Not to be confused with Blake Edwards’ slapstick Tatiesque comedy from 1968, this black comedy and social satire comes from director Sally Potter. With films like Orlando and The Tango Lesson to her credit, Potter has long been a favourite on the art house and film festival circuit. But The Party may well be one of her most accessible films to date. This is her first feature in five years. She also co-wrote it with her regular collaborator and story editor Walter Donohue.
Ambitious politician Janet (played with steely charm by Kristin Scott Thomas) is throwing a dinner party to celebrate her recent promotion to the position of shadow health minister. Her depressed husband Bill (Timothy Spall) sits glumly in a chair in the living room listening to his old vinyl records. Her American best friend April (Patricia Clarkson) arrives with her husband Gottfried (Bruno Ganz), a former hippy, in tow. Also invited are lesbian couple Jinny (Emily Mortimer) and Martha (Cherry Jones), who are expecting triplets via IVF. Upwardly mobile banker Tom (Cillian Murphy) arrives late, carrying a gun and a liberal amount of drugs, which he snorts in the bathroom at every opportunity. The genial gathering though soon degenerates into acrimony, with vicious putdowns, verbal insults and shocking revelations.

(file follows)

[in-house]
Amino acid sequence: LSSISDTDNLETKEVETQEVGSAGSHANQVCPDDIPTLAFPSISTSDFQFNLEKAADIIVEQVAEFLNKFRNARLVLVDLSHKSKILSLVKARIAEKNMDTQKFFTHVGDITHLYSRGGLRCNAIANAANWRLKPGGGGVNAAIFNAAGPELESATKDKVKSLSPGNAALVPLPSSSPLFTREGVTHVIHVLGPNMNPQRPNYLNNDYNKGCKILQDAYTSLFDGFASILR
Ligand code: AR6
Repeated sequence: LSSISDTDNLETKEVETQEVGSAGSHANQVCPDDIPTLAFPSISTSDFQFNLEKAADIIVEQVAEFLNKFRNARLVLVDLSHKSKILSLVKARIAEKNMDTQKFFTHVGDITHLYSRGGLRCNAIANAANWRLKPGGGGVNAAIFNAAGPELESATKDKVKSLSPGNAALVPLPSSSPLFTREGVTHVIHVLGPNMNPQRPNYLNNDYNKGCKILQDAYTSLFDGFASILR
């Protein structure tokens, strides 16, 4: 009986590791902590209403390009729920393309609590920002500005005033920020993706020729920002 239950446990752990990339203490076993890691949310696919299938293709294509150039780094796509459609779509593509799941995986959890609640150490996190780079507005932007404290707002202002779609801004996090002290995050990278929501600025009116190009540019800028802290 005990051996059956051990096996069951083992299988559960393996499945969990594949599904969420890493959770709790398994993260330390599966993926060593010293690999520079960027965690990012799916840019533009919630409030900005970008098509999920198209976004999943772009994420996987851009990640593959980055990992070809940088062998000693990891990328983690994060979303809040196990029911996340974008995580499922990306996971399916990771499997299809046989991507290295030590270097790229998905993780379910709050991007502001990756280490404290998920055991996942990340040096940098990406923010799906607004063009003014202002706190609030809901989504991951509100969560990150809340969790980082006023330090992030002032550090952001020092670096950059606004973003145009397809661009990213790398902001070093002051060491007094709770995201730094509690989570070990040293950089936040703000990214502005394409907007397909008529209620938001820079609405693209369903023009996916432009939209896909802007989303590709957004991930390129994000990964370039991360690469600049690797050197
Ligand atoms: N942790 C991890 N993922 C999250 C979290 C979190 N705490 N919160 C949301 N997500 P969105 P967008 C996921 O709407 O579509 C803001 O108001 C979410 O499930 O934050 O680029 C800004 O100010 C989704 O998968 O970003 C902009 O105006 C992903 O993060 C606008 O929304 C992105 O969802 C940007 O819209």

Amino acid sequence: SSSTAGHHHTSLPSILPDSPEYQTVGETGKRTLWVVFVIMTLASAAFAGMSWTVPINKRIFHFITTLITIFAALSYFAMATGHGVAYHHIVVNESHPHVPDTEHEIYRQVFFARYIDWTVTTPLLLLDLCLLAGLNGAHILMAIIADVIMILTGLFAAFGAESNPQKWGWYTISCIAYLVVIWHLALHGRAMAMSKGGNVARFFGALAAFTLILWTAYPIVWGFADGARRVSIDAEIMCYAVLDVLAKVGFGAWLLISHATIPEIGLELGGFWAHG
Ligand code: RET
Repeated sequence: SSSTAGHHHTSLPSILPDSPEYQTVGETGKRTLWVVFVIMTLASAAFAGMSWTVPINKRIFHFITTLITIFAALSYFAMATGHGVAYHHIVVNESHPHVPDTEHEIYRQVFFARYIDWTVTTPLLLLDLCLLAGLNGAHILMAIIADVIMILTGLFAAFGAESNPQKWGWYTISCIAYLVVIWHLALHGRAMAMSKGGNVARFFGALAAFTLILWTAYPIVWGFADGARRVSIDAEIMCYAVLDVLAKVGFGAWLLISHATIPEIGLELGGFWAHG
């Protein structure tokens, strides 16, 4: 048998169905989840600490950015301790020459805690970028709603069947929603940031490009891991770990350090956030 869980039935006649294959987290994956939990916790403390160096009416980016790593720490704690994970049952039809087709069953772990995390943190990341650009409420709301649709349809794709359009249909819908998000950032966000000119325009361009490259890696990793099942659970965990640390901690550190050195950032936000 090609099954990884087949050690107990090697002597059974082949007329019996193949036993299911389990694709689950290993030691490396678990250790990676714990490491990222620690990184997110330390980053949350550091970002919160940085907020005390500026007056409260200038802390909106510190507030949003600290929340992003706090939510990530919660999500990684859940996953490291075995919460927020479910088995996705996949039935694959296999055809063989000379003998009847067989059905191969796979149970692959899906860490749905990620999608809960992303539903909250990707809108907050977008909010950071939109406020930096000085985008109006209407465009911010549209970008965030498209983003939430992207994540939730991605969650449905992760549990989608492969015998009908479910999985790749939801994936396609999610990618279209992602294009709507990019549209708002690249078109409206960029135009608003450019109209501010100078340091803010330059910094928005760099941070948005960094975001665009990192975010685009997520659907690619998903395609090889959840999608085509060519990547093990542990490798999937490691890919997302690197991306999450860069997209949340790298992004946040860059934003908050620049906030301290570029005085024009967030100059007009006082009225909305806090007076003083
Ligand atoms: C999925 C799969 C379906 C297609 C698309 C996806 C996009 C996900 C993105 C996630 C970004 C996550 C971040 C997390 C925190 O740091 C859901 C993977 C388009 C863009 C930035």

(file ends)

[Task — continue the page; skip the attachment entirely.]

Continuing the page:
The theme of a drawing room dinner party turning nasty has been a staple of theatre for decades (Who’s Afraid Of Virginia Woolf? is probably the template for this sort of thing) and The Party is very theatrical in its staging. The action is confined to a couple of rooms in Janet’s house, giving the material a quite claustrophobic feel. Russian cinematographer Aleksei Rodionov (Admiral) shot the film crisply in black-and-white. This gives it the look and feel of those bleak kitchen sink dramas of British cinema from the 50s and 60s.
Flawless performances from the small ensemble cast bring this assemblage of complicated characters to life. Thomas brings a brittle quality to her performance as Janet. Clarkson is at her cynical, bitchy best here.
This is a brisk and vicious social satire that tears strips off middle class pretentions, ambitions and social mores, and it makes for uncomfortable viewing at times. But with a running time of 71 minutes it never outstays its welcome.